Despite the political upset, Hong Kong will remain a key power center that will play a central role in opening China's economy more widely to the world, Rachel Lord, investment company Blackrock's new chief of Asia-Pacific operations, said in comments quoted by the Financial Times.

Beijing imposed austere political restrictions on Hong Kong last year, sparking prolonged street protests and raising questions about the city-state’s hospitality for foreign businesses

“Infrastructure is very hard to move,” she noted. “It’s less about politics and more about the way the ecosystem is set up. I don’t see any sign that Hong Kong loses its pre-eminence.” 

Lord will oversee Blackrock’s expansion into China from her base in Hong Kong, the company has told staff. 

JPMorgan Chase and UBS are among other banks planning to become players in China’s growing economy of savers and investors.

Chinese investments in the country's mutual funds grew 48 percent in 2020 to $3.1 trillion; UBS has predicted that China will be the second-largest market for asset management companies this decade, trailing only the U.S. 

Blackrock’s business outside the U.S. now accounts for about 7 percent of the company’s revenues; it has set a goal to raise the proportion to 50 percent, based largely on its expansion across China.

This year, Blackrock expects the Chinese government to approve its proposal to operate a fund business in the country and for a wealth management company in partnership with Temasek, a fund owned by the government of Singapore, and the China Construction Bank.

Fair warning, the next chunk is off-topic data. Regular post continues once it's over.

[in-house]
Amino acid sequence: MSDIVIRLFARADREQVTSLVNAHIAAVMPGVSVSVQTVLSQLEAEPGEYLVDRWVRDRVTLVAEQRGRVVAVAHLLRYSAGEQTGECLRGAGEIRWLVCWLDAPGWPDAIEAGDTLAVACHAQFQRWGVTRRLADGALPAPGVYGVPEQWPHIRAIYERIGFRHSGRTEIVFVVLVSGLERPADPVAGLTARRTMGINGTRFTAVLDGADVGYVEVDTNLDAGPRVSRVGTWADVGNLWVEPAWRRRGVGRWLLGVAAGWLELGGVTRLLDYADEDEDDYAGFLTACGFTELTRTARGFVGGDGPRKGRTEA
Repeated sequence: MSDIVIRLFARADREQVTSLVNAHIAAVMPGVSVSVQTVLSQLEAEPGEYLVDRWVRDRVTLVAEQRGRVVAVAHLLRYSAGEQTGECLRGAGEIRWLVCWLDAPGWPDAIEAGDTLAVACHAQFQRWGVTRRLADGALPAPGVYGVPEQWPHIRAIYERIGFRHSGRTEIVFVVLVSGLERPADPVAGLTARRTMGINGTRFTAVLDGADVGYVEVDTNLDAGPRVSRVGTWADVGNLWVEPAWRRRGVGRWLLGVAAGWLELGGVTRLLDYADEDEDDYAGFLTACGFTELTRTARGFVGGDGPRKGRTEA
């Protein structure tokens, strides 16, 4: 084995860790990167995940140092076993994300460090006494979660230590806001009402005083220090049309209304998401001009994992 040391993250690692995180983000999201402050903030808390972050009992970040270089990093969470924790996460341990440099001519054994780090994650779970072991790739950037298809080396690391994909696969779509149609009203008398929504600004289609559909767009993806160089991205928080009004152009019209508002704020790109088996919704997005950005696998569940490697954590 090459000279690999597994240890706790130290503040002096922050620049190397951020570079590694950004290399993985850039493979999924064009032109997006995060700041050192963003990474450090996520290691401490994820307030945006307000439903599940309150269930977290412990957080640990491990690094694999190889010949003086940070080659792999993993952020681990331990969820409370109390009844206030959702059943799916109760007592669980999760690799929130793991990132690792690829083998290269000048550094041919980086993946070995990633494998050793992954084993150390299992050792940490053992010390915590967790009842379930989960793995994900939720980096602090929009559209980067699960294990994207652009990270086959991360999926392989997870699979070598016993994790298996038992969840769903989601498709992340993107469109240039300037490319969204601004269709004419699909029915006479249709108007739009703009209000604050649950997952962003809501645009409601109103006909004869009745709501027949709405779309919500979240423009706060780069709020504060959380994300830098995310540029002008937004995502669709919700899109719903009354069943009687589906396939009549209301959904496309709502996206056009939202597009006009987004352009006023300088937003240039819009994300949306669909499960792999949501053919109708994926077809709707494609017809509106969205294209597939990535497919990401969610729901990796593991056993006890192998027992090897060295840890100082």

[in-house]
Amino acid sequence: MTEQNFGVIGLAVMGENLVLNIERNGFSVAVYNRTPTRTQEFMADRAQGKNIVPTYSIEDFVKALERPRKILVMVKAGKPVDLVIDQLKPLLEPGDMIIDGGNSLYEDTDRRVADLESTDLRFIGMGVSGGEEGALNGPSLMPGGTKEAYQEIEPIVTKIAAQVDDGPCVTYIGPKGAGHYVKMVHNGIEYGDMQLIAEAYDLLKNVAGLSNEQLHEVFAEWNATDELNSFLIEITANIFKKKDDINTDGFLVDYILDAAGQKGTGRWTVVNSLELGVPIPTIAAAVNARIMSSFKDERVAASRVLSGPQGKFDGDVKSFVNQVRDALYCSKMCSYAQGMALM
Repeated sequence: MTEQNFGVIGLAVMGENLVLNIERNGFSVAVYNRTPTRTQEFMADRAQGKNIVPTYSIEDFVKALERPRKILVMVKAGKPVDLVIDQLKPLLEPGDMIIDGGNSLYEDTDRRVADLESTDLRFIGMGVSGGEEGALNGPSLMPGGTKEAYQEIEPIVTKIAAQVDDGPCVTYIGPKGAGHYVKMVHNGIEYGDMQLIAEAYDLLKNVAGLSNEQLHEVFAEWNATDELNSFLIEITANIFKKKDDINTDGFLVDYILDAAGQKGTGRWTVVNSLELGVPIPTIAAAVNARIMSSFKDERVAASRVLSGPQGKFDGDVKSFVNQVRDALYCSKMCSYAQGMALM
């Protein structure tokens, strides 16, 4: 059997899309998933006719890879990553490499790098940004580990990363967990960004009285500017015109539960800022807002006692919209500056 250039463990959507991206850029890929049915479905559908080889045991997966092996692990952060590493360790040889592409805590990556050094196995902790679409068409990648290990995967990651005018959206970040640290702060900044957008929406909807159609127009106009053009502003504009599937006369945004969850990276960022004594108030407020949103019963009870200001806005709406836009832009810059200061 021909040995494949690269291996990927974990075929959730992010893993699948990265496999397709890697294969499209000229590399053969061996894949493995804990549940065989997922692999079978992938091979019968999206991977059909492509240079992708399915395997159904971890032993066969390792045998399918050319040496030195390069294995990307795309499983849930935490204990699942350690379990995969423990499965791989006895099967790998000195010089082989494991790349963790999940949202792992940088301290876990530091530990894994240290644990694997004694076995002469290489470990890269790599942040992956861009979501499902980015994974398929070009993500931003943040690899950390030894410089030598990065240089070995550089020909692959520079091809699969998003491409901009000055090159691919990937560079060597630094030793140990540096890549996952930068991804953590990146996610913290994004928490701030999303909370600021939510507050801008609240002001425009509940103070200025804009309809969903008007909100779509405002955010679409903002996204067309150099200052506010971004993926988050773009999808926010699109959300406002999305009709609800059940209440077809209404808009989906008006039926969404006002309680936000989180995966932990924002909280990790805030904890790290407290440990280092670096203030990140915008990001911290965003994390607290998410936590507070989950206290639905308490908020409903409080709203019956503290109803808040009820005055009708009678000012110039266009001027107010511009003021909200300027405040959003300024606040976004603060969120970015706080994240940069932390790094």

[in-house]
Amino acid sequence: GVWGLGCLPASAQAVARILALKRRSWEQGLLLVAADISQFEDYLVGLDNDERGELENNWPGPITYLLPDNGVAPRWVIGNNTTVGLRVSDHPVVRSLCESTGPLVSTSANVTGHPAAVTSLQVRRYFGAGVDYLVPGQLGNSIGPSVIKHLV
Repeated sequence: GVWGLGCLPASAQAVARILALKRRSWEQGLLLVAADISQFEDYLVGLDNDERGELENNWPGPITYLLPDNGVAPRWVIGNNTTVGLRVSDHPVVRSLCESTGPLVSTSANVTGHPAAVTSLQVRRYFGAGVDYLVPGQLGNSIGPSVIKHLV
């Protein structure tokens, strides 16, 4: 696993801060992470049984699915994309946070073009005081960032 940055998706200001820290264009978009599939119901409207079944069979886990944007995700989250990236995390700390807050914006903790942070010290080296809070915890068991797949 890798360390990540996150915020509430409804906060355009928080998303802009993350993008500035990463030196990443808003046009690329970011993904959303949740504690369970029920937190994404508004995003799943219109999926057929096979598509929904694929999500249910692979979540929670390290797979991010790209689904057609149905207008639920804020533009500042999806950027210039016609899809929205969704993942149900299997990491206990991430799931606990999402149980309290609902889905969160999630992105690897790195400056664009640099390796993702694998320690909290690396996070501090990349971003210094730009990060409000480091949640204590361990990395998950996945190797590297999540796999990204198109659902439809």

TREND FORECAST: As the cover of this week’s Trends Journal clearly illustrates, the 21st century is the Chinese century. Regardless of what the communist nation does, how they do it, and to whomever they do it to – as with the complete takeover of Hong Kong – the business of Big Business is business. Human rights, social problems, environmental issues, government policies, etc., while they may talk a good game on the importance of such matters, all that matters, as evidenced by Blackrock, is the bottom line. 

  1. lvblasiotti 2 weeks ago

    So freedom does not matter in the long run. Good Luck with that prediction.

  2. Paul Sacco 2 weeks ago

    I just don’t understand why our business and political leaders squandered everything this country was blessed with. And for what? The world is their oyster anyway, why sell us down the river?

    This past year was eye-opening to see how many regular Americans simply do not love liberty; so few cherish freedom.

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